The Iranian footballers who refused to sing the national anthem ahead of their World Cup match against England on Sunday could face severe consequences including arrest back home, the Newsweek has reported, citing experts.
The Iranian players and their families "could face significant consequences including detention and/or arrest", David E. Guinn, a University of Albany research professor of international law and human rights, told Newsweek.
In a bold and scandalous move that marked the high point of the anti-hijab protests in Iran, the footballers remained silent as Iran's national anthem was played at Khalifa Stadium in Doha. Many Iranian sports personalities had stood with the protesters but Monday's action by the national football team is the strongest anti-government stance form the sporting community yet.
"The Iranian regime has clearly demonstrated its determination and ruthlessness in seeking to quell that unrest, particularly in public settings ... While the public standing of the players might shield them for a time, particularly while they are competing in the World Cup, that standing will also make them of greater concern to the regime. They don't want prominent individuals stepping forward to feed the flames," Guinn said.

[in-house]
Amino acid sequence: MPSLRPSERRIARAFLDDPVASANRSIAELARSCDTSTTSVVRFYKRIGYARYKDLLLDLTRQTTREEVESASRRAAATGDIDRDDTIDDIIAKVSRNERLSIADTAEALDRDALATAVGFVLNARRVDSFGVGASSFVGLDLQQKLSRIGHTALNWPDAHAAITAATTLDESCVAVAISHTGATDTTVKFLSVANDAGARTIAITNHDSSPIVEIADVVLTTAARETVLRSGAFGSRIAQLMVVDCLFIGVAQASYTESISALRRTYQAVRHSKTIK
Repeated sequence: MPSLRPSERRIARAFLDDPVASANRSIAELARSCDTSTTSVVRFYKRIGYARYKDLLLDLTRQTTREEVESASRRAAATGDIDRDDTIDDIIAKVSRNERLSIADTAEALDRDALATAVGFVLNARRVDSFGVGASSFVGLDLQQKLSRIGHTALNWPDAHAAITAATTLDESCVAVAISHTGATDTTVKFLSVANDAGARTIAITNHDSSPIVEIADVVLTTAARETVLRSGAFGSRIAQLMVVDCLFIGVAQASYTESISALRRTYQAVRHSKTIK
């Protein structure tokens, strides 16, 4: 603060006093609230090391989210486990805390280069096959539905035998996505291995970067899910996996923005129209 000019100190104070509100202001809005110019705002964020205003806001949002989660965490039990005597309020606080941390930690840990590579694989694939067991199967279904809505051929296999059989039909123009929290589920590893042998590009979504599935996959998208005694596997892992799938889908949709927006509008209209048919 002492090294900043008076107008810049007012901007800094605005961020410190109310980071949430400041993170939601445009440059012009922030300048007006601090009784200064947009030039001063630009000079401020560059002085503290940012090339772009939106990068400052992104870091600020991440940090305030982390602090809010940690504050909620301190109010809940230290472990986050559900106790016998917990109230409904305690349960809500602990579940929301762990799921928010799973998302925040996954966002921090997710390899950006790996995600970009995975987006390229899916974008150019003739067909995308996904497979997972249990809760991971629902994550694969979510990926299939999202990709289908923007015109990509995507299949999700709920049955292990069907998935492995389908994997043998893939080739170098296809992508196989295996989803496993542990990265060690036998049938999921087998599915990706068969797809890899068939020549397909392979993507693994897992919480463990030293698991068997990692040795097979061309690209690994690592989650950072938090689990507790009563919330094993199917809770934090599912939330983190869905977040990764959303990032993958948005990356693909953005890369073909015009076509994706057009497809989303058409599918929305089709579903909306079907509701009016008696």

Following the stunning protest by Iran's national football team, Twitter was flooded with comments that also pointed out that Iranians at the stadium booed even as their national anthem was played ahead of the start of the game.
The expert also told Newsweek that Iran's National Revolutionary Guards will identify the protesters inside the stadium and pursue them. "I have no doubt that the Iranian security services Revolutionary Guard will attempt to identify them—particularly those who were carrying signs—and dig into their backgrounds looking for anything to justify a detention or arrest," Guinn added.
Another expert, also told Newsweek that the prospect of Iranian players being punished is quite strong. "The Iranian regime has demonstrated its willingness to mete out harsh punishments for those seeking to draw attention to its human rights violations, so it is easy to imagine the players being punished," said Scott Sullivan, a professor of public international law and human rights at Louisiana State University, Newsweek says.